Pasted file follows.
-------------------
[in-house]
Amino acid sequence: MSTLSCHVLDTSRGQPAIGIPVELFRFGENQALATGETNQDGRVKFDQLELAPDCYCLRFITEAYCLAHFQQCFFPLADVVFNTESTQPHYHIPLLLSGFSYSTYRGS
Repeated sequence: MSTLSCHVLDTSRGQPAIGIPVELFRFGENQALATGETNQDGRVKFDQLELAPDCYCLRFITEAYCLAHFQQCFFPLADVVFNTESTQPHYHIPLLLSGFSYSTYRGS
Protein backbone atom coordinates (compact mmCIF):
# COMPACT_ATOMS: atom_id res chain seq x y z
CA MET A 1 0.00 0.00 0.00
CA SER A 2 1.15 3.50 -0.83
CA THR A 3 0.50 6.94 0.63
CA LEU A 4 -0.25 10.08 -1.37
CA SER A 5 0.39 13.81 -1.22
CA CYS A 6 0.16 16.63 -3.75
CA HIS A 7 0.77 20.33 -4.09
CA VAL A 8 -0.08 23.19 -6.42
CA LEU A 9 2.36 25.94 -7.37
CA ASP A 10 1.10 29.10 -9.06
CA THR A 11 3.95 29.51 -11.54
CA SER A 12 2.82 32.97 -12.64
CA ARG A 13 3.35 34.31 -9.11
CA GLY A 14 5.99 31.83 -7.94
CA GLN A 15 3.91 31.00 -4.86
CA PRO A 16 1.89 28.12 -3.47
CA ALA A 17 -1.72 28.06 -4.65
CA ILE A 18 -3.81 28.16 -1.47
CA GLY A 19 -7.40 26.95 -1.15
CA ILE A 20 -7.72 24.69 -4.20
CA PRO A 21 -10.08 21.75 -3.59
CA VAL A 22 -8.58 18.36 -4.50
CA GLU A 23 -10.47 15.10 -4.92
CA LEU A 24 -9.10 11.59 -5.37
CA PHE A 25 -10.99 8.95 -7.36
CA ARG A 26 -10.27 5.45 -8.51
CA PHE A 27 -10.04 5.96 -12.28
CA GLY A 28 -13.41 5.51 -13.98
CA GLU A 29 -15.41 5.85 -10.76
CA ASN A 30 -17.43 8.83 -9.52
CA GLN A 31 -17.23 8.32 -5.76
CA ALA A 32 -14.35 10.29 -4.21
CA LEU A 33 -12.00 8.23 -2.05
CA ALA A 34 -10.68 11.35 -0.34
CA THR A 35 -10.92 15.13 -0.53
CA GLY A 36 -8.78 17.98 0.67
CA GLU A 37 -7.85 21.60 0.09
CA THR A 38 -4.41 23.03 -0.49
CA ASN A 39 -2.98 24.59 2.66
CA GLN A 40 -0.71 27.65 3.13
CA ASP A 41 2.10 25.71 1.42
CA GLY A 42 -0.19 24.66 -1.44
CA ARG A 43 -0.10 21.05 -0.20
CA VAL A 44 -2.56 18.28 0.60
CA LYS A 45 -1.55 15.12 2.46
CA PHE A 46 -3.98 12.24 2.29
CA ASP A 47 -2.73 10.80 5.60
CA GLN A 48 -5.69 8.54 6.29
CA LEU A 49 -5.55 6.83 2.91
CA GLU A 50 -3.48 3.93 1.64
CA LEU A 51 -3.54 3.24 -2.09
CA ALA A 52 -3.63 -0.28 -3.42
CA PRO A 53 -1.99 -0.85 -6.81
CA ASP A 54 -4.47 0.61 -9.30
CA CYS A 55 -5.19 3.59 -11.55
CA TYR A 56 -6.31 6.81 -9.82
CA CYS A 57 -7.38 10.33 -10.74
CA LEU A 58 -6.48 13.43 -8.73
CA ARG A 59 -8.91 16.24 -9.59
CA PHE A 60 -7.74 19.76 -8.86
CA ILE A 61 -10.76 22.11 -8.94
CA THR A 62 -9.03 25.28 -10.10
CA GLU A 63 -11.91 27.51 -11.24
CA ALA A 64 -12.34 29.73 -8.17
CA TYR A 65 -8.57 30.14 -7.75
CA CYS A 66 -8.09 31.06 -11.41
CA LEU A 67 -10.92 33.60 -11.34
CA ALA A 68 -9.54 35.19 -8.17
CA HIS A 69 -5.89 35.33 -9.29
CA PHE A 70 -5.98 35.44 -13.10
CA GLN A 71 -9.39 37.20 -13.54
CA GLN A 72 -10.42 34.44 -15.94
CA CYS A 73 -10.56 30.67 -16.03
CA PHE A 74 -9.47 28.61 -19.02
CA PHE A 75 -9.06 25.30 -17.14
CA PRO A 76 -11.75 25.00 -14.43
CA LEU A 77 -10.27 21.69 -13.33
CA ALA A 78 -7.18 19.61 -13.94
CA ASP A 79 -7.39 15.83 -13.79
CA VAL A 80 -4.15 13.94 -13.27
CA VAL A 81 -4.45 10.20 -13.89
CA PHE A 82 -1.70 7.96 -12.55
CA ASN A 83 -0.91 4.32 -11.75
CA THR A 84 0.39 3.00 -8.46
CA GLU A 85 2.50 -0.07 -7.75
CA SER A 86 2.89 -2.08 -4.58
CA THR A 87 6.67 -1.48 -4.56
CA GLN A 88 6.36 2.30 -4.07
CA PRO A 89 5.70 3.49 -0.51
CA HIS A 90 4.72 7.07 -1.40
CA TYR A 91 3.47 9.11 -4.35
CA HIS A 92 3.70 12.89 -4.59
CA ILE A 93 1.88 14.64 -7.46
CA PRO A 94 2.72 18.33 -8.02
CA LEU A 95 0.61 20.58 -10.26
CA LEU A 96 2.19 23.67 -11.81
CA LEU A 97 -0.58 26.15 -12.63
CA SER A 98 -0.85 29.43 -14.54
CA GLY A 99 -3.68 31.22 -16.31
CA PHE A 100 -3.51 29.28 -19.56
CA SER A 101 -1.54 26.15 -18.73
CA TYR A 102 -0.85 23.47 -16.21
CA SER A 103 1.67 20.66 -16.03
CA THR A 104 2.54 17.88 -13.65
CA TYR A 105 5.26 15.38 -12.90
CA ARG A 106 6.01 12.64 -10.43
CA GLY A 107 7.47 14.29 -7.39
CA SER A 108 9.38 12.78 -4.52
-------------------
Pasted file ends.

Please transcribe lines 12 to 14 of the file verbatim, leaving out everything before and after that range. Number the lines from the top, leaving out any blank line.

CA HIS A 7 0.77 20.33 -4.09
CA VAL A 8 -0.08 23.19 -6.42
CA LEU A 9 2.36 25.94 -7.37